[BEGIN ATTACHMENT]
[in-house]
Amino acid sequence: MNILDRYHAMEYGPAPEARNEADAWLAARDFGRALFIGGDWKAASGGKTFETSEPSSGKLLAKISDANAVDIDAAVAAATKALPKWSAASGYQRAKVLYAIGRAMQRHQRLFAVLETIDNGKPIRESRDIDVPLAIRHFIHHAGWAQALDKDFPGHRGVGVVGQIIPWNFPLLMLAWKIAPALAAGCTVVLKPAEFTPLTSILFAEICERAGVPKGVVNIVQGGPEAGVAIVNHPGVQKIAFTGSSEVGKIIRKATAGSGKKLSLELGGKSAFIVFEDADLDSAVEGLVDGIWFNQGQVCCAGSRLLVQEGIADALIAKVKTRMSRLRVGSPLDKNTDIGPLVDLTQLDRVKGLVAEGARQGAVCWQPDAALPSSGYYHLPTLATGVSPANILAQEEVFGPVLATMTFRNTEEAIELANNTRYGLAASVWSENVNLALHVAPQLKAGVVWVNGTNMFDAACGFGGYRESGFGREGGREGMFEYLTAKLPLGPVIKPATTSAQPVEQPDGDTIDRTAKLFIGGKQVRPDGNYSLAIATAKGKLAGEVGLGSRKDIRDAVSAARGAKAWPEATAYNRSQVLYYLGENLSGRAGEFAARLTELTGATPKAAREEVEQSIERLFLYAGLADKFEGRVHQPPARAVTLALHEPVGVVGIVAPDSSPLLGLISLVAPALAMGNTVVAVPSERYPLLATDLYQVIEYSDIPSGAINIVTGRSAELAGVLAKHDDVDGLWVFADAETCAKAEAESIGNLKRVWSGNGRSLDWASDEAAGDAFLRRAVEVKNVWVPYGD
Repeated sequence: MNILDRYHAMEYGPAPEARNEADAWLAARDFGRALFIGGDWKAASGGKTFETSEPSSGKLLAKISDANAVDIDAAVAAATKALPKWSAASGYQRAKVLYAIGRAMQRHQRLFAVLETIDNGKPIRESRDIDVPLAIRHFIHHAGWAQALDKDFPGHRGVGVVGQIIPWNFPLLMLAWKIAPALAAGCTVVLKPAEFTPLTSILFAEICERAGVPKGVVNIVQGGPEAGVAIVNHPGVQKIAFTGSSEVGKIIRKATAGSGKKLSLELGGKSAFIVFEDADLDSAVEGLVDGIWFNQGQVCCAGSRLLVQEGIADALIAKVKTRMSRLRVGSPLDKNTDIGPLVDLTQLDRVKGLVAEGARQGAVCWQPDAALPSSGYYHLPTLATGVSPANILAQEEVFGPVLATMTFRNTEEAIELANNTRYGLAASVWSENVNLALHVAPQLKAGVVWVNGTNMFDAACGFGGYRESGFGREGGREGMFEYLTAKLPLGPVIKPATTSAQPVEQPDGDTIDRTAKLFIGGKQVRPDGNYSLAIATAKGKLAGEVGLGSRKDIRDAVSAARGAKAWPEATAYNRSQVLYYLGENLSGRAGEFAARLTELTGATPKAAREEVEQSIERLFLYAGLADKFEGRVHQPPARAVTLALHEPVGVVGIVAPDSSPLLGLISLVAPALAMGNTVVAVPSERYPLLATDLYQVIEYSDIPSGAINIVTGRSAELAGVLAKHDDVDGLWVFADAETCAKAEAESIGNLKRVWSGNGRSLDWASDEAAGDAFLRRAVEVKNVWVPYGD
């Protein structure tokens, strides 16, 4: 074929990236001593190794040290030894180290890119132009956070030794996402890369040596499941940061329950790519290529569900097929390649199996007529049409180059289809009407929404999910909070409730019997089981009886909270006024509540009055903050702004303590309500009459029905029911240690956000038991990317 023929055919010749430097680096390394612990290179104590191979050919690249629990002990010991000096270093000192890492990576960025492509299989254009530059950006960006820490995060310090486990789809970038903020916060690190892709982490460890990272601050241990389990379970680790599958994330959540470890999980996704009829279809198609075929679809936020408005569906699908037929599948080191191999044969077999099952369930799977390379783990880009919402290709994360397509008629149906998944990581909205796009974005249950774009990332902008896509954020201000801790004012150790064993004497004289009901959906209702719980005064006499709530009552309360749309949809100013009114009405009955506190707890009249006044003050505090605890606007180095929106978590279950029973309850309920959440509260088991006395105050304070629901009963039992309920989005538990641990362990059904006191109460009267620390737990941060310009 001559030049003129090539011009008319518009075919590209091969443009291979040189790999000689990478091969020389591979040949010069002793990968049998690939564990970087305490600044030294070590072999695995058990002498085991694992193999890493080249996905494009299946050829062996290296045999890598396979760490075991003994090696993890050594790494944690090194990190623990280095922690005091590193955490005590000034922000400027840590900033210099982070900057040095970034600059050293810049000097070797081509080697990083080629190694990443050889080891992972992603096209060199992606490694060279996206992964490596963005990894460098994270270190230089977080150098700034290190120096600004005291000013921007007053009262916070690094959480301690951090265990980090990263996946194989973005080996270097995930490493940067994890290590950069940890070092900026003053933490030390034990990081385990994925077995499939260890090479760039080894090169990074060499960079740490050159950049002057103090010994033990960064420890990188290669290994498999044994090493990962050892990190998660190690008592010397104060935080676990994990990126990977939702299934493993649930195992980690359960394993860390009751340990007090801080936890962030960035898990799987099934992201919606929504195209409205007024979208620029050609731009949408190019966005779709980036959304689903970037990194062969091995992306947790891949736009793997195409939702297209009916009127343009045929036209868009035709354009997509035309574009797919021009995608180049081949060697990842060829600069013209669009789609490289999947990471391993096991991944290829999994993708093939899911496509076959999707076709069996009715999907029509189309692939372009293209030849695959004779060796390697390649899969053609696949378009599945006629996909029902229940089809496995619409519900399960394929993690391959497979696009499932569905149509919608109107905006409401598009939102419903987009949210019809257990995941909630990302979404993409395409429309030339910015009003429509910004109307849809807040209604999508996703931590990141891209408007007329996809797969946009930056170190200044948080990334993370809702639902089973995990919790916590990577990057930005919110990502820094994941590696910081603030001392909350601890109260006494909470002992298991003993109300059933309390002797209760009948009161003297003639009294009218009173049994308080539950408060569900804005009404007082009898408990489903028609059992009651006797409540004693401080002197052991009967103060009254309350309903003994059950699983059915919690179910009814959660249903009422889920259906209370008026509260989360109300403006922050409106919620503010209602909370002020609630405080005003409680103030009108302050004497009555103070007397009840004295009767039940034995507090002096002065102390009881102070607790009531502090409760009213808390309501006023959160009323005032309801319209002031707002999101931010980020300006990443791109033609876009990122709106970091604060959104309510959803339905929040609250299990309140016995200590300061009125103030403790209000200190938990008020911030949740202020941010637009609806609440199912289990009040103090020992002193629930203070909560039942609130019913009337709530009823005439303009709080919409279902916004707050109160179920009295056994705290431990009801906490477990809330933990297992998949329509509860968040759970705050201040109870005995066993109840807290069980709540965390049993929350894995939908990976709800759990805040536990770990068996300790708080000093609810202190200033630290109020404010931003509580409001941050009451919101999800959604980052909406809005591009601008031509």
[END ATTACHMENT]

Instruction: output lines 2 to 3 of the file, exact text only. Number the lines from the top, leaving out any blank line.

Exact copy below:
Amino acid sequence: MNILDRYHAMEYGPAPEARNEADAWLAARDFGRALFIGGDWKAASGGKTFETSEPSSGKLLAKISDANAVDIDAAVAAATKALPKWSAASGYQRAKVLYAIGRAMQRHQRLFAVLETIDNGKPIRESRDIDVPLAIRHFIHHAGWAQALDKDFPGHRGVGVVGQIIPWNFPLLMLAWKIAPALAAGCTVVLKPAEFTPLTSILFAEICERAGVPKGVVNIVQGGPEAGVAIVNHPGVQKIAFTGSSEVGKIIRKATAGSGKKLSLELGGKSAFIVFEDADLDSAVEGLVDGIWFNQGQVCCAGSRLLVQEGIADALIAKVKTRMSRLRVGSPLDKNTDIGPLVDLTQLDRVKGLVAEGARQGAVCWQPDAALPSSGYYHLPTLATGVSPANILAQEEVFGPVLATMTFRNTEEAIELANNTRYGLAASVWSENVNLALHVAPQLKAGVVWVNGTNMFDAACGFGGYRESGFGREGGREGMFEYLTAKLPLGPVIKPATTSAQPVEQPDGDTIDRTAKLFIGGKQVRPDGNYSLAIATAKGKLAGEVGLGSRKDIRDAVSAARGAKAWPEATAYNRSQVLYYLGENLSGRAGEFAARLTELTGATPKAAREEVEQSIERLFLYAGLADKFEGRVHQPPARAVTLALHEPVGVVGIVAPDSSPLLGLISLVAPALAMGNTVVAVPSERYPLLATDLYQVIEYSDIPSGAINIVTGRSAELAGVLAKHDDVDGLWVFADAETCAKAEAESIGNLKRVWSGNGRSLDWASDEAAGDAFLRRAVEVKNVWVPYGD
Repeated sequence: MNILDRYHAMEYGPAPEARNEADAWLAARDFGRALFIGGDWKAASGGKTFETSEPSSGKLLAKISDANAVDIDAAVAAATKALPKWSAASGYQRAKVLYAIGRAMQRHQRLFAVLETIDNGKPIRESRDIDVPLAIRHFIHHAGWAQALDKDFPGHRGVGVVGQIIPWNFPLLMLAWKIAPALAAGCTVVLKPAEFTPLTSILFAEICERAGVPKGVVNIVQGGPEAGVAIVNHPGVQKIAFTGSSEVGKIIRKATAGSGKKLSLELGGKSAFIVFEDADLDSAVEGLVDGIWFNQGQVCCAGSRLLVQEGIADALIAKVKTRMSRLRVGSPLDKNTDIGPLVDLTQLDRVKGLVAEGARQGAVCWQPDAALPSSGYYHLPTLATGVSPANILAQEEVFGPVLATMTFRNTEEAIELANNTRYGLAASVWSENVNLALHVAPQLKAGVVWVNGTNMFDAACGFGGYRESGFGREGGREGMFEYLTAKLPLGPVIKPATTSAQPVEQPDGDTIDRTAKLFIGGKQVRPDGNYSLAIATAKGKLAGEVGLGSRKDIRDAVSAARGAKAWPEATAYNRSQVLYYLGENLSGRAGEFAARLTELTGATPKAAREEVEQSIERLFLYAGLADKFEGRVHQPPARAVTLALHEPVGVVGIVAPDSSPLLGLISLVAPALAMGNTVVAVPSERYPLLATDLYQVIEYSDIPSGAINIVTGRSAELAGVLAKHDDVDGLWVFADAETCAKAEAESIGNLKRVWSGNGRSLDWASDEAAGDAFLRRAVEVKNVWVPYGD